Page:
2022 Pricing: the University of Rhode Island

CTAS cost forecasts for the University of Rhode Island’s 22/23 academic year and full 4-year program

CTAS is sharing its projections for 2022/23 academic year costs with information on individual colleges as a recurring feature.  Similar information for over 3,000 2- and 4-year schools is available at the CTAS site.

This post projects average net costs for the University of Rhode Island in Kingston.

The University of Rhode Island is an interesting example of an “importer” flagship (a public university recruiting extensively from out-of-state), with a majority of its entering class coming from outside the state. In 2019, 57% of US students new full-time first years came from out-of-state, similar in proportion to the University of Alabama, which is widely-known for its national reach.

Students from neighboring New England states, New York and New Jersey are represented heavily, as one would expect. Taking one example, aside from those pursuing certain academic specialities, why would a student from New Jersey decide to attend Rhode Island instead of Rutgers and forsake the advantages of an in-state tuition rate? Because Rhode Island prices its out-of-state offers at the level of many university’s resident prices for higher income families. New Jersey students coming from households with $150k in annual earnings will pay $36k on average to attend Rutgers or $35k to attend Rowan – or $39k to attend University of Rhode Island. If you don’t love Rutgers’ New Brunswick locale, going north to Rhode Island isn’t much pricier.

We have identified repeatedly how private college enrollment practices are seeping into public institutional settings. Rhode Island perfectly illustrates this trend, with tuition revenues much exceeding other sources of support. Its meager endowment stood at under $200 million (2019), not a huge sum for a university with almost 15,000 undergrads and about 3,500 graduate students (total, including part-time). And state funding stood at 25% of 2021’s estimated tuition revenue (state aid of $87 million, per the budget). Rhode Island is “public” — but its economic profile looks a lot like tuition-driven private college competitors. For example, Quinnipiac University, a stressed private institution located nearby in central Connecticut, is a direct competitor for students outside Rhode Island. Quinnipiac has a similar student body size to Rhode Island’s out-of-state enrollment, admits at about the same rate, charges a little more, and has entering students with similar academic profiles. Now the state appropriations do provide a buffer for Rhode Island, but there are a whole lot of employees on campus who’s continued employment is tied to successful out-of-state undergrad recruitment, just like at Quinnipiac.

One final comment: we’d written about Southern Mississippi’s innovative tuition re-set for non-residents. Rhode Island’s out-of-state price curve as presented above is so flat it raises the question why the school even bothers. Rhode Island might want to seriously consider the Southern Miss move and lower its sticker price to the high $30k range. It could even consider going beyond that and set a single flat out-of-state attendance cost applicable to all with no aid fuss, perhaps making FAFSA filing optional for non-residents, and use that to market to students in neighboring states.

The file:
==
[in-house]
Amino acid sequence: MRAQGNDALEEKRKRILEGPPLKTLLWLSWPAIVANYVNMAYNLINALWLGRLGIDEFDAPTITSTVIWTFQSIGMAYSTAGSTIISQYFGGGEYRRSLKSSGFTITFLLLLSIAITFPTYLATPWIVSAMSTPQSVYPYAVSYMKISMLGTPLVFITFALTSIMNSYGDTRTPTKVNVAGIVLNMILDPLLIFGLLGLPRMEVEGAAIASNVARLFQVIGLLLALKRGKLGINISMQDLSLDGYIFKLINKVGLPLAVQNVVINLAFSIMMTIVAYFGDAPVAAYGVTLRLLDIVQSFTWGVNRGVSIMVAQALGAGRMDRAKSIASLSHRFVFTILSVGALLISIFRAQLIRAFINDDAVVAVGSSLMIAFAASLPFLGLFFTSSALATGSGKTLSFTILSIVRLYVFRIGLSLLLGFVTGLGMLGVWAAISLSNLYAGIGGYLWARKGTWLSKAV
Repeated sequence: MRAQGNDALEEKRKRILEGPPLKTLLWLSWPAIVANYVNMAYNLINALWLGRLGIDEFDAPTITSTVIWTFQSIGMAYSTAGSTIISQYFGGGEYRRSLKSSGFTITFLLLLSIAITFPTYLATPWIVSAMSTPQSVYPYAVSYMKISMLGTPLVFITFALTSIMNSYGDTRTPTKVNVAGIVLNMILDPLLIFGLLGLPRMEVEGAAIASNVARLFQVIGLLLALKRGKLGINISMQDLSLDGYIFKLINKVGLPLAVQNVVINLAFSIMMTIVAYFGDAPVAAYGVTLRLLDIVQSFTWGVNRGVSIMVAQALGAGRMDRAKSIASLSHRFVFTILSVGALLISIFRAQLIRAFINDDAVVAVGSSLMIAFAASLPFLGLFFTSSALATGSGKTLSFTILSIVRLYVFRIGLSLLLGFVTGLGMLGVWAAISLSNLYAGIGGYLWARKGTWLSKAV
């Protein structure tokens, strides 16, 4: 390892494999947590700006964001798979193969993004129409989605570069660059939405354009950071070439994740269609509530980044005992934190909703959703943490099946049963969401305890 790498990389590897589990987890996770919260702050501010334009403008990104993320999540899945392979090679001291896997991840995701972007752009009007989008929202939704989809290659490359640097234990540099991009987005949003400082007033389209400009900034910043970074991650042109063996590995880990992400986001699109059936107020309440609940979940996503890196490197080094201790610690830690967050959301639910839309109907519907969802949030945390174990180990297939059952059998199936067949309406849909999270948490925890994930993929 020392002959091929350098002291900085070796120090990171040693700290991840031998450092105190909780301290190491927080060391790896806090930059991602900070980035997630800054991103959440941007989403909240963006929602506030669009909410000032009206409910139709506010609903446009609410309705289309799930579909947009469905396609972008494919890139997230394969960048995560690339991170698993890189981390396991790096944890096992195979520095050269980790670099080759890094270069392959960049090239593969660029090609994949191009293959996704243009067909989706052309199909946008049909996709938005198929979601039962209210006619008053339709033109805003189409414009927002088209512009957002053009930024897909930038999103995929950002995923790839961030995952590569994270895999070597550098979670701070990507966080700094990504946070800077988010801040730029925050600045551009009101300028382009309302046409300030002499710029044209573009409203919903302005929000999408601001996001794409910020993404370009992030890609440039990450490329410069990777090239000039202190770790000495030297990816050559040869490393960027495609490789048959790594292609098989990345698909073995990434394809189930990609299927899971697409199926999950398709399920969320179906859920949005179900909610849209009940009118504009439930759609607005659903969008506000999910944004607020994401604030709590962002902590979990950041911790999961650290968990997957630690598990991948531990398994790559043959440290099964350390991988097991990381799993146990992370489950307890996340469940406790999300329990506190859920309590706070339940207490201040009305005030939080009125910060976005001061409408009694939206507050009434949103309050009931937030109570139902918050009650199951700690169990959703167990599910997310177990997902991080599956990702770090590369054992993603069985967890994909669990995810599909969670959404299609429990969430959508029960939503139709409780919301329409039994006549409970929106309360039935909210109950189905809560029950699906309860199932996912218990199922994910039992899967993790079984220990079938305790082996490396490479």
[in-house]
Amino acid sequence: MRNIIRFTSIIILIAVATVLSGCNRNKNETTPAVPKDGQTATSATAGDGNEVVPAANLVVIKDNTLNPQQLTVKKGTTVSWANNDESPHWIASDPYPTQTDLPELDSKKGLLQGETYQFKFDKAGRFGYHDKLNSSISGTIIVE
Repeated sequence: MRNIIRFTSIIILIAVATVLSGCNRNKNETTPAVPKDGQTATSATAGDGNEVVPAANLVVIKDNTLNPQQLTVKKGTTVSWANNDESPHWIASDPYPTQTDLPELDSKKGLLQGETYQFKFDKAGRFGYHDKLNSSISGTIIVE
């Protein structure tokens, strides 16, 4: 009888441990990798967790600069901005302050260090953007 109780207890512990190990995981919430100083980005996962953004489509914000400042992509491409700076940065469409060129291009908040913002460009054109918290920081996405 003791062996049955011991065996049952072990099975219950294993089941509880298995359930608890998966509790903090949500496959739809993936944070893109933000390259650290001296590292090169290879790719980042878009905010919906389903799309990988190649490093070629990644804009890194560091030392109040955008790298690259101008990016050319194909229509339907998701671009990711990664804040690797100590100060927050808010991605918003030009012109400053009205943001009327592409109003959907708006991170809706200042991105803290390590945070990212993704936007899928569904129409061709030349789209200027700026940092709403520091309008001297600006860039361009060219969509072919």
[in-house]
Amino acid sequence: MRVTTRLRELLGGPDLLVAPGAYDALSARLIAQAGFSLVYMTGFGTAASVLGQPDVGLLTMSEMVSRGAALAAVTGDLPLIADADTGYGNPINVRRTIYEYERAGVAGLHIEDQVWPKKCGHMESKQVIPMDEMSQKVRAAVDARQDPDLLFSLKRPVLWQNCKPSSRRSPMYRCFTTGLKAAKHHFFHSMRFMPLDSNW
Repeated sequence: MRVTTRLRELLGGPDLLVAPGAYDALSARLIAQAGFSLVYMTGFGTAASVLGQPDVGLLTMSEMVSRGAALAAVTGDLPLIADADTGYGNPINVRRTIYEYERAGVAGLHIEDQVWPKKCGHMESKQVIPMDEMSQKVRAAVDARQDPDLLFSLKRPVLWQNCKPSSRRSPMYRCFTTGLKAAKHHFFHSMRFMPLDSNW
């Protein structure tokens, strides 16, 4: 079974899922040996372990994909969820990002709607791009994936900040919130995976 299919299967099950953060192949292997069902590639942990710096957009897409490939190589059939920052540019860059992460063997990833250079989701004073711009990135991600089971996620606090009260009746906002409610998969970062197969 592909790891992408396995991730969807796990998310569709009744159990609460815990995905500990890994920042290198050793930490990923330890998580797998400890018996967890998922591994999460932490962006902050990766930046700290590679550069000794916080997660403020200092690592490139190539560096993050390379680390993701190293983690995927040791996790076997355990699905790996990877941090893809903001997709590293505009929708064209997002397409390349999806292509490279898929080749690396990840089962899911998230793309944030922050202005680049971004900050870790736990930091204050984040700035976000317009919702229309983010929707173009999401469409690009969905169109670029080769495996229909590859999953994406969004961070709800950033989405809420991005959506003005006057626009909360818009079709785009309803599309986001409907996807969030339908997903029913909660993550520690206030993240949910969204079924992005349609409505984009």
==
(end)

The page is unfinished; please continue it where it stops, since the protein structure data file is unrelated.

These projections represent informational projections that will change over time and are not a commitment either by CTAS or the applicable colleges.  Figures are rounded to the $500 avoid false specificity. Final net cost numbers will differ from these estimates for many reasons: changes to economic trends, decisions by the colleges both about their own policy and enrollment, as well as decisions about individual students.  Estimates of full program costs assume graduation in 4-years (for Bachelor’s) or 2-years (Associate) without any gaps, delays or added semesters/quarters.  We take pride in our numbers so, if you believe any should be corrected, please reach out to us at support@collegetuitionadvisoryservices.com and we will work with you to resolve the issue.

The University of Rhode Island’s satellite Narragansett Bay Campus by the seashore hosts its oceanography program and coastal institute.

Average Net Cost is a consumer-centric metric which shows costs as they are presented in commercial transactions outside of higher education.  It represents a full-time student’s cost of attending college including: tuition, room & board, fees and estimates of supplies less institutional aid of all kinds (including need-based and merit), and less federal and state/local aid.  Loans and other repayable amounts, along with work study earnings, are excluded and do not reduce the cost.  Room and board charges are on-campus costs for residential colleges; for students attending non-residential institutions, the college’s own estimate of such off-campus costs is mostly used.  CTAS’ Net Cost differs from the Net Price figure self-reported by colleges because it is comprehensive and covers all entering students, including the approximately 40% not included in Net Price calculations.

Read this post and others at our CTAS Higher Ed Business blog on Substack.